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Judicial ‘inaction’ favours those in power


High pendency of cases, large number of vacancies and the Collegium system of appointment were among the key issues raised by Lok Sabha members on while debating a bill that seeks to bring clarity on when Supreme Court and High Court judges will get enhanced pension on attaining a certain age.


GS-II: Polity and Constitution

Dimensions of the Article:

  1. Arguments about the Judiciary put forth in Lok Sabha
  2. What does the Judiciary’s Inaction mean?
  3. Militant Majoritarianism
  4. Concerns with Judiciary’s Inaction
  5. Conclusion
  6. Back to Basics: Judicial Review Resulting in Judicial Activism
  7. Judicial Overreach

Arguments about the Judiciary put forth in Lok Sabha

  • Opening the debate on the High Court and Supreme Court Judges (Salaries and Conditions of Service) Amendment Bill, 2021 Shashi Tharoor made some critical observations about “the judiciary failing to stem the tide of majoritarianism”.
  • Judiciary’s “inaction” always favours those in power as observed in examples such as the judicial challenge to the abrogation of Article 370 and Citizenship (Amendment) Act.
  • He also flagged the “insensitivity” shown by high judiciary while dealing with the plight of migrant workers during the COVID lockdown.
  • Several members also stressed on the need to increase the retirement age of high court judges and bring it on a par with the retirement age of SC judges. As of now, HC judges retire at 62 years and SC judges at 65 years of age.

What does the Judiciary’s Inaction mean?

  • In India, the problem of judicial activism has been confounded and exacerbated by the Executive’s and sometimes even the Legislature’s inactivity, leaving the people with little choice but to turn to the courts.
  • There is nothing wrong with courts intervening to protect citizens from the Executive’s excesses or inactivity, or to enforce citizens’ rights.
  • The line between judicial activism and excess is narrow. When judicial activism touches on policy areas that the Executive perceives to be solely its domain, a problem occurs.
  • In many circumstances, rather than granting mandamus to the Executive, the Supreme Court and numerous high courts have taken on Executive tasks by establishing their own systems to regularly review cases.

Militant Majoritarianism

  • India’s incapacity to respond to radical majoritarianism is becoming a catastrophe. There is no effective opposition in politics, and there is no effective opposition in society.
  • Academics and the media are frequently the focal points of such pushback in liberal democracies across the world.
  • In India, whereas the media intellectual is admired but not taken seriously, academics have never had an impact.

Concerns with Judiciary’s Inaction

  • Inaction on the part of the Judiciary nearly always benefits those in power.
  • The Supreme Court’s continuous passivity has not only allowed the government’s violations against people to go unpunished, but it has also caused some opponents to question if the court can be deemed an accomplice to the violation of constitutional rights.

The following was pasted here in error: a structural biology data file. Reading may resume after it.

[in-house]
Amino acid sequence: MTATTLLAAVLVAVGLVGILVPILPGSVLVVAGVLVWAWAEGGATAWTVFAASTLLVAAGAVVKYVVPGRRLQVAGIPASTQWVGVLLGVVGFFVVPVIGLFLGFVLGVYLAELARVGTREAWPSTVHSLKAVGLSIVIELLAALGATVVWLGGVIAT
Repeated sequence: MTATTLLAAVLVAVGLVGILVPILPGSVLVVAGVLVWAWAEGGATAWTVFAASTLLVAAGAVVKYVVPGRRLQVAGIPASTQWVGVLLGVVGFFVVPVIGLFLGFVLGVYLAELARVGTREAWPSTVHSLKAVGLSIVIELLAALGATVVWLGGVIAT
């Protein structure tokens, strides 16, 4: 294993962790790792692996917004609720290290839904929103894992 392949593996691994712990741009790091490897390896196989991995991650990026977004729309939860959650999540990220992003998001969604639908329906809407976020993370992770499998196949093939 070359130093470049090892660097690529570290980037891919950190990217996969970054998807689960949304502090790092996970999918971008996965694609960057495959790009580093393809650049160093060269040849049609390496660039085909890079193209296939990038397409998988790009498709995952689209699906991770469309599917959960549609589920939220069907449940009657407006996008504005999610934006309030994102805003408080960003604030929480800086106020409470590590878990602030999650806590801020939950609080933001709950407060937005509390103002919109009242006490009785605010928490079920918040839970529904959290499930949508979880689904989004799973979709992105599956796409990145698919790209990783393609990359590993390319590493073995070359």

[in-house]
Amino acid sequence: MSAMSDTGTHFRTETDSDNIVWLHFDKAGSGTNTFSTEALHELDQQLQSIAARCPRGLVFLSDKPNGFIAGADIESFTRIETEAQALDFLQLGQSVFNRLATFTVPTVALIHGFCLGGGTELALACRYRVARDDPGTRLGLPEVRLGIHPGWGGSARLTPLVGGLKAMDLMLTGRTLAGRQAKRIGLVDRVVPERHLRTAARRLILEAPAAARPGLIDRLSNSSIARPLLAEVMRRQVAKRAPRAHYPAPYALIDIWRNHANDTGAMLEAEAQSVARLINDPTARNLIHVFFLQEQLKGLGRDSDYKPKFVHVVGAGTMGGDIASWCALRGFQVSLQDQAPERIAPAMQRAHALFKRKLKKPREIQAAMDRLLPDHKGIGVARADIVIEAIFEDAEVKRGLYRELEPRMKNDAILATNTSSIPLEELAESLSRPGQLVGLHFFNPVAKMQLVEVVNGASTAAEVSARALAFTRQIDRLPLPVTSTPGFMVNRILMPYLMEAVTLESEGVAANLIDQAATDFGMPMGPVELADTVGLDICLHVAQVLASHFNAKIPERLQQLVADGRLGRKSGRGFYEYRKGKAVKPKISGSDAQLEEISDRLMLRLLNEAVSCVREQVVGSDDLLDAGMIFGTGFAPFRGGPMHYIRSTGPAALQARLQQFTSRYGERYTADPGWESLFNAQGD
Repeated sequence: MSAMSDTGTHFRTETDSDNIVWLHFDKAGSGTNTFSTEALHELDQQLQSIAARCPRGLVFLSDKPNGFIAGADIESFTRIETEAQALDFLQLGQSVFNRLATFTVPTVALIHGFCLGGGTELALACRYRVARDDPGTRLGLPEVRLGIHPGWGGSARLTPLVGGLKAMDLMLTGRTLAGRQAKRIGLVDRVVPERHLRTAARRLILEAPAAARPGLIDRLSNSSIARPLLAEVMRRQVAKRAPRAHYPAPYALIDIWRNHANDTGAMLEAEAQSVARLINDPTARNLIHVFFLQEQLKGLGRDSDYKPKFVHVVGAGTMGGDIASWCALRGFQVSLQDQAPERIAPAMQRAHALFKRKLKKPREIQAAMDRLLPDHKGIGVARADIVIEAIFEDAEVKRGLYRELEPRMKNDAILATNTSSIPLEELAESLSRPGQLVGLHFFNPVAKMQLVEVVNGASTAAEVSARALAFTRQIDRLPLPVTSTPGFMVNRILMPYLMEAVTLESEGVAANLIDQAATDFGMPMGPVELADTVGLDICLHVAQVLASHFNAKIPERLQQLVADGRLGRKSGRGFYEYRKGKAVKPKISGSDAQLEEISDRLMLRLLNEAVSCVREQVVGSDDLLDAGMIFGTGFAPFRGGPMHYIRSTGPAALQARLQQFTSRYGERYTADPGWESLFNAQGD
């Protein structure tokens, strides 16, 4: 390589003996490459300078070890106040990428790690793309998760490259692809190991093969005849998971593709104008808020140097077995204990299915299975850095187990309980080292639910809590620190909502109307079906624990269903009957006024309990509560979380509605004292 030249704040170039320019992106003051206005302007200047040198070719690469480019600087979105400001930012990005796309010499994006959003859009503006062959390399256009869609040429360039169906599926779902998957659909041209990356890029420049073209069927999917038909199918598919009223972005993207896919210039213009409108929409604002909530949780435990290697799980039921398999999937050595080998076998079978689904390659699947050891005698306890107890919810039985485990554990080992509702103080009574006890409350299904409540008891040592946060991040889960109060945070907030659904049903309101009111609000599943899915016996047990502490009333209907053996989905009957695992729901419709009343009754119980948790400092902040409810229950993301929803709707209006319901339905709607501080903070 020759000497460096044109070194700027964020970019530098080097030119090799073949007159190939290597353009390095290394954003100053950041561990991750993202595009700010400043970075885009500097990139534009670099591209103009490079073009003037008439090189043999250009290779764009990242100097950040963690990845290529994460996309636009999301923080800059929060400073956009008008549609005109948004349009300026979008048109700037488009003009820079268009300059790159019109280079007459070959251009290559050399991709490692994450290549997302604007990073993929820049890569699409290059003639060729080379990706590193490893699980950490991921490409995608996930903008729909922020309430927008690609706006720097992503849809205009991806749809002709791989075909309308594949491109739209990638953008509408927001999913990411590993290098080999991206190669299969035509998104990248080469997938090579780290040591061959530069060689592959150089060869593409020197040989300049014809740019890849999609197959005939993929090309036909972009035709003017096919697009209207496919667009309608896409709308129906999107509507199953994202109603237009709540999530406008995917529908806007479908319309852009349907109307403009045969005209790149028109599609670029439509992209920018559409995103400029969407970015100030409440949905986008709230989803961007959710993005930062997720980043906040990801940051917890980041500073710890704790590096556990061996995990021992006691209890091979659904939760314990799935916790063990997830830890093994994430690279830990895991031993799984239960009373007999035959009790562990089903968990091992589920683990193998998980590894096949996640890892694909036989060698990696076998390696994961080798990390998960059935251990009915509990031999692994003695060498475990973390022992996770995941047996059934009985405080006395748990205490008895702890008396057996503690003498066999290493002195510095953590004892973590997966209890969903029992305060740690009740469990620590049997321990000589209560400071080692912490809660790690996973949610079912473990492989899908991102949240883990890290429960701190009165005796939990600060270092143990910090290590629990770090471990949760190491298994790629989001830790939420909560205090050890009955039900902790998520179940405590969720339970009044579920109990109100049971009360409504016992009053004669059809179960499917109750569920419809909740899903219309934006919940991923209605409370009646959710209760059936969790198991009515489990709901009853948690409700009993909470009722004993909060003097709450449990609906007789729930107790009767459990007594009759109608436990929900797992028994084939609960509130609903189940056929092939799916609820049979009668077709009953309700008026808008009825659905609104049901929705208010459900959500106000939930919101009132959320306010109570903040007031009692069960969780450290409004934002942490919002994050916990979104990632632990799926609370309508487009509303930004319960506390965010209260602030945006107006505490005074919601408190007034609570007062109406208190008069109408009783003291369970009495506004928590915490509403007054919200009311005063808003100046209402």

• However, many of these issues are the result of inadequate governance.
  • The independence of the Supreme Court (SC) has been questioned in recent years, with the primary issue being the government’s significant influence on judicial appointments and transfers.


The Indian judiciary has been characterized as an overly ambitious organization that really seeks to address people’s issues. The courts will have to make a calculated retreat as the government improves. It’s past time for judges to accept that there isn’t a legal remedy to every issue. But before complaining about judicial overreach, the Executive must first offer excellent governance.

Back to Basics: Judicial Review Resulting in Judicial Activism

  • However, at times Supreme Court or High Court for doing complete justice, over extends its jurisdiction into the arena or legislature and executive.
  • It is often seen that in the name of giving judgments, SC or HC end up directing the centre or state for certain commissions or omissions. This results in instances of judicial activism.
  • Judicial activismis an approach to the exercise of judicial review, or a description of a particular judicial decision, in which a judge is generally considered more willing to decide constitutional issues and invalidate legislative or executive actions.
  • The judges use their powers to correct injustices and play an active role in shaping social policy on various issues as civil rights, protection of individual rights, environmental protection, protection of weaker sections etc.
  • Judicial Activism mainly occurs due to the non-activity of the other organs of the government.
  • The phrase judicial activismappears to have been coined by the American historian Arthur M. Schlesinger, Jr. in a 1947 article in Fortune.

Judicial Overreach

  • “Judicial overreach” occurs when a court acts beyond its jurisdiction and interferes in areas which fall within the executive and/or the legislature’s mandate.
  • It means the Court has violated the doctrine of separation of powersby taking on the functions such as law enforcement, policy making or framing of laws or interfering in day to day activities of the executive.
  • This is a situation where the court goes beyond its jurisdiction as stated in the constitution and other legal documents.
  • The courts also encroach upon the role of the executive by taking executive decisions.

-Source: The Hindu

December 2023